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Why Charter Schools?


Ten Years Later: An Inside Look at the Thriving World of Charter Schools



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April 01, 2010
The opening of charter schools in Greater Indianapolis began almost ten years ago. This was in conjunction with policies within the department of Education created to improve educational opportunities for urban families. The city of Indianapolis has held strong on its initiatives to open only the best charter schools with the best teachers and strict systems in place to ensure the charter school movement is successful.

What is a charter school?

According to the Department of Education, a charter school is a public school that is nonsectarian and nonreligious and operates under a contract or charter. Under Indiana Code, charter schools are established to serve the different learning styles and needs of public school students and provide an expanded opportunity for involvement in the public school system, among others.

"Charter schools provide an opportunity for talented people to design schools and meet kid's needs from day one and allow parents access to urban environments. The Mayor's office focuses on Indianapolis, but charter schools are strongly supported by President Barack Obama, Department of Education Superintendent Dr. Tony Bennett and Governor Mitch Daniels," said Karega Rausch, director of charter schools at the Mayor's office. "Fifty three public charter schools are running in Indiana in urban, rural and other areas. The Indianapolis Mayor's office of charter schools learned a lot from Ohio and Arizona's charter schools. Those states took a different philosophy, which allowed a lot of people to open schools with a free market philosophy. Our philosophy is quality not quantity. As an example, only 20 percent of applicants have received a charter since the initiative started in 2001."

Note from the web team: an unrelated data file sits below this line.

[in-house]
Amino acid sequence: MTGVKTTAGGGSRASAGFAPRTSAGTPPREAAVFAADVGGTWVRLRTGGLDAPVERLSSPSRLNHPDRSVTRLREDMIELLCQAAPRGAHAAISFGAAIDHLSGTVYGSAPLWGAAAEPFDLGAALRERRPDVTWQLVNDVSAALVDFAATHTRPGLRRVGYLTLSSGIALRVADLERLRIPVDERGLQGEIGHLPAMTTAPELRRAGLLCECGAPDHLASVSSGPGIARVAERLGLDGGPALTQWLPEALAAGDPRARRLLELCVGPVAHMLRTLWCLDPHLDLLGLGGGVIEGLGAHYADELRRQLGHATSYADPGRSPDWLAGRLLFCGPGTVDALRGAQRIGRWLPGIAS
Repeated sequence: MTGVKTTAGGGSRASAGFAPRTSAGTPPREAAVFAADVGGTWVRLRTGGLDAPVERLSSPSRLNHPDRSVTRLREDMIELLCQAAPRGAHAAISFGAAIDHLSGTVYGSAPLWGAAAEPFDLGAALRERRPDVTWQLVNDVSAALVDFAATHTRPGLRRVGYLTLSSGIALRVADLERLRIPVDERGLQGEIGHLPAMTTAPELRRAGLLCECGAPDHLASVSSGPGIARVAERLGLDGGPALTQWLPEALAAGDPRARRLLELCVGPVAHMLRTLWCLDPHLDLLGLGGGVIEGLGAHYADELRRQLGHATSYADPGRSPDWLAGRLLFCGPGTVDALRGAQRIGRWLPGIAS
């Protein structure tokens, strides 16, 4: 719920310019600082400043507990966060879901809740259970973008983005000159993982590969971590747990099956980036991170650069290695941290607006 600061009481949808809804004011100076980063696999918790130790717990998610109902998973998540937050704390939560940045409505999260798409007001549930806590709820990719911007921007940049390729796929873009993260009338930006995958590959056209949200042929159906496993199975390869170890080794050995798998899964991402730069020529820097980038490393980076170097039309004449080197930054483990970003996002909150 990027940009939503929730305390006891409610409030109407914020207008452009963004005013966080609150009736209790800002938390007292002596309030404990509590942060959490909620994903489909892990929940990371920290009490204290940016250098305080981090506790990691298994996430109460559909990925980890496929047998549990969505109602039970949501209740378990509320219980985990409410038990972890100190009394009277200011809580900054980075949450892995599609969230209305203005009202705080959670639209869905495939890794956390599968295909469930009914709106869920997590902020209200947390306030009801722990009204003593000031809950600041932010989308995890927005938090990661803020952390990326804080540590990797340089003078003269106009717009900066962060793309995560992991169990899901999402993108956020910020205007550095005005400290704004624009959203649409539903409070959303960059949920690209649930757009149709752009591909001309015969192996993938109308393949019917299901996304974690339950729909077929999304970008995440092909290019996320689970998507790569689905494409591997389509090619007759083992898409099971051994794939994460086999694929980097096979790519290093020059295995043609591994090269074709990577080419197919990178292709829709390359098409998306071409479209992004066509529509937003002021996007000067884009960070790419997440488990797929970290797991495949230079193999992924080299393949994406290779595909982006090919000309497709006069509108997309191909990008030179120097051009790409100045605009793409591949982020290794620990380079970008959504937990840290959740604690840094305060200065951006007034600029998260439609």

Individuals interested in opening their own charter school have to apply, seek sponsorship and open themselves to scrutiny by the Mayor's office and the everyday taxpayer.

Charter schools are overseen by a board that is, in turn, often overseen by the Mayor's office. The board and charter school sponsors, like the GEO Foundation, manage administrative duties, including the hiring of staff and budget.

Indianapolis Charter High Schools

The Mayor's office sponsors several charter schools: Charles A. Tindley Accelerated School, Herron High School, Fountain Square Academy, Imagine Life Science schools and Stonegate Early College of Science and Technology.

The Charles A. Tindley high school is a charter school characterized by accelerated instruction, gifted and talented teaching strategies that have been traditionally reserved for the top five percent of students.

At Fountain Square Academy, grades five through 12 focus on a 21st century initiative through Ball State University and the GEO Foundation.